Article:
Five months after being sent an open records request, the Cayman Islands government has been unable to produce all correspondence that allegedly occurred between officials and the purchasers of The Ritz-Carlton, Grand Cayman, ahead of the public auction of the property 31 October, 2012.
Following the auction, a public dispute began between then-premier McKeeva Bush and new Ritz owners RC Cayman over how earnestly the government had pursued discussions involving matters such as $6 million owed from duty concessions granted to the resort developer, future concessions for resort operations and stamp duty to be paid when the resort property is transferred.
Mr. Bush and RC Cayman representatives agreed they met 23 April, 2012, and that RC Cayman sent Mr. Bush a letter 14 June detailing its proposals for the hotel, concessions and duty.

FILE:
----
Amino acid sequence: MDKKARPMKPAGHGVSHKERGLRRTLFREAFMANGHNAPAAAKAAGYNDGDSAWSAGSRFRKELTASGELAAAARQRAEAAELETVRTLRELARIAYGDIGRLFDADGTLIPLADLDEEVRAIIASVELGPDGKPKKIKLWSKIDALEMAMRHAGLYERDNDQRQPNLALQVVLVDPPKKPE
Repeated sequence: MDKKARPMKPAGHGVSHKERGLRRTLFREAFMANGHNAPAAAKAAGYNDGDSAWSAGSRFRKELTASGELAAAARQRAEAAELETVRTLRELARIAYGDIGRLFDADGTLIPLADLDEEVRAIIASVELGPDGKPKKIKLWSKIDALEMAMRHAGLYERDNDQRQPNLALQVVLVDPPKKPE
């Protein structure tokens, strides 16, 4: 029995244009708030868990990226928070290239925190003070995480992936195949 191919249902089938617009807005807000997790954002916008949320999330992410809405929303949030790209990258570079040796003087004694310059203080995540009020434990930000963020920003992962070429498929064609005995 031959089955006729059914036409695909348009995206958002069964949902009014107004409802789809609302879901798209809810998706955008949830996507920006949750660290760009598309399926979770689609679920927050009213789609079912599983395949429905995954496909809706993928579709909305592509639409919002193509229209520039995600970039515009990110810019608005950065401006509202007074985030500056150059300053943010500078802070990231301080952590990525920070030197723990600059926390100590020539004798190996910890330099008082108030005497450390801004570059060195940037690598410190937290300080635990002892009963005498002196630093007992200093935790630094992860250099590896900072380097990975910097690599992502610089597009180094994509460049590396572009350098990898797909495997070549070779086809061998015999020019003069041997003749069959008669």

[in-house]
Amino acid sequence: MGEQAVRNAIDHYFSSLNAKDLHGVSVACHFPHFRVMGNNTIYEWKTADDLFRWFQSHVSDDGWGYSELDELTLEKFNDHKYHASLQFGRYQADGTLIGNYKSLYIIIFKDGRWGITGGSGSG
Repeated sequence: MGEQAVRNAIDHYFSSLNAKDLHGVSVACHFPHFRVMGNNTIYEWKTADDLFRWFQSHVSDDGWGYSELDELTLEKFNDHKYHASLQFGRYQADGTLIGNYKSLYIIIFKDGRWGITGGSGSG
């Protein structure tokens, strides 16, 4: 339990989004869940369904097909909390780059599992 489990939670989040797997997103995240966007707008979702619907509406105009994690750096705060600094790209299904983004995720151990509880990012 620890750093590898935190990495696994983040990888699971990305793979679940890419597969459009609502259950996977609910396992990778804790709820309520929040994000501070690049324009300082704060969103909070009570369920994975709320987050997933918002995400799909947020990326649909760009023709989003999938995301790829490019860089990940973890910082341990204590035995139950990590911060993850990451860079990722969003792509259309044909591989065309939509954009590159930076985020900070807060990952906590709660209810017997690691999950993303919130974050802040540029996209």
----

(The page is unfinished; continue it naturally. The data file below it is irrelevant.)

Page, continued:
However, on 14 November, Mr. Bush said in the Legislative Assembly he rejected RC Cayman’s proposals in writing in a 5 October letter. RC Cayman representatives maintained they received no such correspondence, despite efforts to communicate with Mr. Bush, his office and Cabinet prior to the 31 October auction.
Last week, Mr. Bush declined to comment further on the matter.
Compass asks for correspondence
On 16 November, the Caymanian Compass submitted a request under the Freedom of Information Law to Mr. Bush’s ministry, seeking “all correspondence between public officials and the secured creditor/purchaser of The Ritz-Carlton, Grand Cayman property or their representatives – including RC Cayman, Five Mile Capital Partners, Eastdil Secured and Conyers, Dill & Pearman”.
On 15 January, 2013, the ministry’s information manager contacted the personal assistant to the Cabinet Secretary, who asked the premier’s chief of staff Leonard Dilbert to help her access Mr. Bush’s official email account, which had been deactivated following Mr. Bush’s removal as premier.